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Mind, Meaning, and KnowledgeThemes from the Philosophy of Crispin Wright$
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Annalisa Coliva

Print publication date: 2012

Print ISBN-13: 9780199278053

Published to Oxford Scholarship Online: January 2013

DOI: 10.1093/acprof:oso/9780199278053.001.0001

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Introduction

Introduction

Chapter:
(p.1) Introduction
Source:
Mind, Meaning, and Knowledge
Author(s):

Annalisa Coliva

Publisher:
Oxford University Press
DOI:10.1093/acprof:oso/9780199278053.003.0001

In this Introduction the chapters in the volume are briefly presented and placed in the context of Crispin Wright’s far-reaching contribution to several different areas of philosophy. The first section traces his basic ideas regarding the so-called ‘rule-following problem’, and its underpinnings for the nature of meaning and of mental content. The second section canvasses Wright’s ideas about self-knowledge, viz. the characteristic human way of knowing our own mental states. The third one addresses his views about the realism and anti-realism debate and the connected problem of the nature of truth and the feasibility of relativism. Finally, the fourth section summarizes Wright’s contribution to epistemology, focusing on his views about the structure of empirical warrants, the cogency of Moore’s proof of an external world, scepticism about the material world, and his notion of entitlement.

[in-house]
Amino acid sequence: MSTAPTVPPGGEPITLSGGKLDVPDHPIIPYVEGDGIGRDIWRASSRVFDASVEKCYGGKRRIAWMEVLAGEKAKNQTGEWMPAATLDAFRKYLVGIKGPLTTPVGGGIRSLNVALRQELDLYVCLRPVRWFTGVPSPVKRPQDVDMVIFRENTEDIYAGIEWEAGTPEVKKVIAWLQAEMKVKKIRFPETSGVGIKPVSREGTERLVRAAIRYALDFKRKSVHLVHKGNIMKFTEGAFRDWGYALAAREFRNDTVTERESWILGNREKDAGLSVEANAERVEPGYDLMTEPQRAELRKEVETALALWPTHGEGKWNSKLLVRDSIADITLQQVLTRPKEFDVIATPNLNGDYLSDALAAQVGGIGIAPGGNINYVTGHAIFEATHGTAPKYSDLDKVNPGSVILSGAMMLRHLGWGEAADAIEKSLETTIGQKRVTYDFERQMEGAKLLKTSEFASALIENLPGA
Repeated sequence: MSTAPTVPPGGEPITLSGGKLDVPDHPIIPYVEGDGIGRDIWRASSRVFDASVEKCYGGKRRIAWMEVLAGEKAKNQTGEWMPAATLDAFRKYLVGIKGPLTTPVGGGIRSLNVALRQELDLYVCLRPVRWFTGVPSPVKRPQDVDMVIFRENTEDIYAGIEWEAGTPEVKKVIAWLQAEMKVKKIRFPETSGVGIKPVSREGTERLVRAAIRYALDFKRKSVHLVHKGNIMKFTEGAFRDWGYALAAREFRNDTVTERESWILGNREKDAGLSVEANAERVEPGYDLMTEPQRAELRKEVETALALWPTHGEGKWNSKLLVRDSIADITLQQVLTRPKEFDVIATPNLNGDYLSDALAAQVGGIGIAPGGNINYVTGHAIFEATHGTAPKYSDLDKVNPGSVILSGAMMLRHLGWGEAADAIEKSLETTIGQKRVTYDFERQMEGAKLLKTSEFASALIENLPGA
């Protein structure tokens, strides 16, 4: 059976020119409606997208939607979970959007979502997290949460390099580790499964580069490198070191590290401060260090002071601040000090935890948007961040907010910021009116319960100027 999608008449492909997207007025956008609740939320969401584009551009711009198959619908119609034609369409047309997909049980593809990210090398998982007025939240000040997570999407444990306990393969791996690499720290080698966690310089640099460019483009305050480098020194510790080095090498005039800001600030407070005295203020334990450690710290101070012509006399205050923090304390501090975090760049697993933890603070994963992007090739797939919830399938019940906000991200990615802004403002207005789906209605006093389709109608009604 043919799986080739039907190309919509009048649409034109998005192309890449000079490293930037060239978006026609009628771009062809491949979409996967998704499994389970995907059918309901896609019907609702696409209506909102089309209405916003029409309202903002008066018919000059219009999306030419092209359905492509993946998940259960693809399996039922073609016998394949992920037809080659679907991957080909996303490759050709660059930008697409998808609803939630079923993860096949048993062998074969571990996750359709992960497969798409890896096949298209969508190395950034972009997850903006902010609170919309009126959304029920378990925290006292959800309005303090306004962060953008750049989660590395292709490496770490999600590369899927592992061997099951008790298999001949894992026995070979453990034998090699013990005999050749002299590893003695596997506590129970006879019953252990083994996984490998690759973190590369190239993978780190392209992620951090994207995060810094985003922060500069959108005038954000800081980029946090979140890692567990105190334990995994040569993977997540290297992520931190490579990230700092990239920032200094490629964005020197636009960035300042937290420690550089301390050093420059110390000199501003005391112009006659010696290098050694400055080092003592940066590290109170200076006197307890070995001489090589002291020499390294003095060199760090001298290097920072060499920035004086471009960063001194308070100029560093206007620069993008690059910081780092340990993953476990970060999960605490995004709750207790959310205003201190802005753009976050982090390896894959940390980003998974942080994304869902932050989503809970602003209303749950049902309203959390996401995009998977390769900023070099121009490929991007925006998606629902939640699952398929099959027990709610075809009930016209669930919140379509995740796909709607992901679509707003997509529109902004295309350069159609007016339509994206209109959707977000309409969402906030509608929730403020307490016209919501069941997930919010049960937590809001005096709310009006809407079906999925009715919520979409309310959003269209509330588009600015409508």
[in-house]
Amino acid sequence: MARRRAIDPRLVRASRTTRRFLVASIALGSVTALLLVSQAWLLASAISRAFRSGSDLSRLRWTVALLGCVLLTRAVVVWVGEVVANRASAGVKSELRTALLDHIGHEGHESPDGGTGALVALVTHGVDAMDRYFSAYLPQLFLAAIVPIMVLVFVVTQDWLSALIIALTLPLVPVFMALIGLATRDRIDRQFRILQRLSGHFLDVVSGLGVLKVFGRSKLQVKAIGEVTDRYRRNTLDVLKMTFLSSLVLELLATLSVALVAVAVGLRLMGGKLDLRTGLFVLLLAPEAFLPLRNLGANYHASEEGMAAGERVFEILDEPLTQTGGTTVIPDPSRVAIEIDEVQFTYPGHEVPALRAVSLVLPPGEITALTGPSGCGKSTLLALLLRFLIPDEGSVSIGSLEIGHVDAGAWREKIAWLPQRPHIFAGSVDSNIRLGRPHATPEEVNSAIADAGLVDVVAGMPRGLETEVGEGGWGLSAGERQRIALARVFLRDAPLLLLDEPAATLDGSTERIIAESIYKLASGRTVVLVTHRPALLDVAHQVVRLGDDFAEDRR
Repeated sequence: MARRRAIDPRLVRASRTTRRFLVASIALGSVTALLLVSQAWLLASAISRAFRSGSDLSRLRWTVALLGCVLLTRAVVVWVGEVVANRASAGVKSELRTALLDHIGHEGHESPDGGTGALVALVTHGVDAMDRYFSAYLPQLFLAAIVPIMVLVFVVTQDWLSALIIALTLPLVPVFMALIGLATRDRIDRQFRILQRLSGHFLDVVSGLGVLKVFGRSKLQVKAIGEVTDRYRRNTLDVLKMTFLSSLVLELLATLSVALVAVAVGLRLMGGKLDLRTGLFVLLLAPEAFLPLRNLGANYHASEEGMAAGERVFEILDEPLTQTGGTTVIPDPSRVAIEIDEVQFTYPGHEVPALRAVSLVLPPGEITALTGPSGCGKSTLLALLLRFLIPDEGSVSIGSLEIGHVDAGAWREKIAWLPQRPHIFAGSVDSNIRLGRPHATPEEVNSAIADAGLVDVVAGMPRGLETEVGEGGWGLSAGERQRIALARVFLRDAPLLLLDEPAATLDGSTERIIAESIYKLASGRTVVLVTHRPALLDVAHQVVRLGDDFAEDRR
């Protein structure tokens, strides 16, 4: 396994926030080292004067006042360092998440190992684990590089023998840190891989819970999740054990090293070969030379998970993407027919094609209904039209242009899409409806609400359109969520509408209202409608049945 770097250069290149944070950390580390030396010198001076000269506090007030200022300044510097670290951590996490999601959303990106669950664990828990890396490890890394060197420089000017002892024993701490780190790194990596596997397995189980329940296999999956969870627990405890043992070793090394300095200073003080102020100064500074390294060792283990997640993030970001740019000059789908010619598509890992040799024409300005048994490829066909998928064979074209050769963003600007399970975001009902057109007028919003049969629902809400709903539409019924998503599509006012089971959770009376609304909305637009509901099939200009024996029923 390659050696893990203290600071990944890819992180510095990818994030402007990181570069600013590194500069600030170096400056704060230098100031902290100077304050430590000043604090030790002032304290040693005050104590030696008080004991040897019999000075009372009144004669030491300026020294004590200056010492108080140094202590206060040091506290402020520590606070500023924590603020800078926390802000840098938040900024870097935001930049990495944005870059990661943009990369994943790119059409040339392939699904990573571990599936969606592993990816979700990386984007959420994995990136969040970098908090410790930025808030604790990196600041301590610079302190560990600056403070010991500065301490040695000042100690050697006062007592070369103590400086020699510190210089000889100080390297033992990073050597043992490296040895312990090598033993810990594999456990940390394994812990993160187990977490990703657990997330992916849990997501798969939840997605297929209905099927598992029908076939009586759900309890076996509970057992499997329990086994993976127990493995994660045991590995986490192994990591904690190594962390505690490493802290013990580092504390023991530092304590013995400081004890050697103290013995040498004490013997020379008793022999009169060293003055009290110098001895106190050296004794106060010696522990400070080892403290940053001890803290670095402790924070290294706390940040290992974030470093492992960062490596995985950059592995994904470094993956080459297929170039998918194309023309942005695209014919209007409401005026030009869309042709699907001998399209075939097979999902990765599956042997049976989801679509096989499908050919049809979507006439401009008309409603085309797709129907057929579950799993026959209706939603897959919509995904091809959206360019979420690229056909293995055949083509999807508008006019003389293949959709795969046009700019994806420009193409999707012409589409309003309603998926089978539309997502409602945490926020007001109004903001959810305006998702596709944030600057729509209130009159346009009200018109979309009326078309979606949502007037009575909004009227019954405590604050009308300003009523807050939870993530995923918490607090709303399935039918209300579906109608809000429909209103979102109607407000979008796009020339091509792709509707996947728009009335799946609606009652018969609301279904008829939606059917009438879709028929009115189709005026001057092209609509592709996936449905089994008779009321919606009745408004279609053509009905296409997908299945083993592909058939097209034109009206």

Keywords:   rule-following problem, meaning, mental content, self-knowledge, realism/anti-realism debate, truth, relativism, epistemology, scepticism, entitlements

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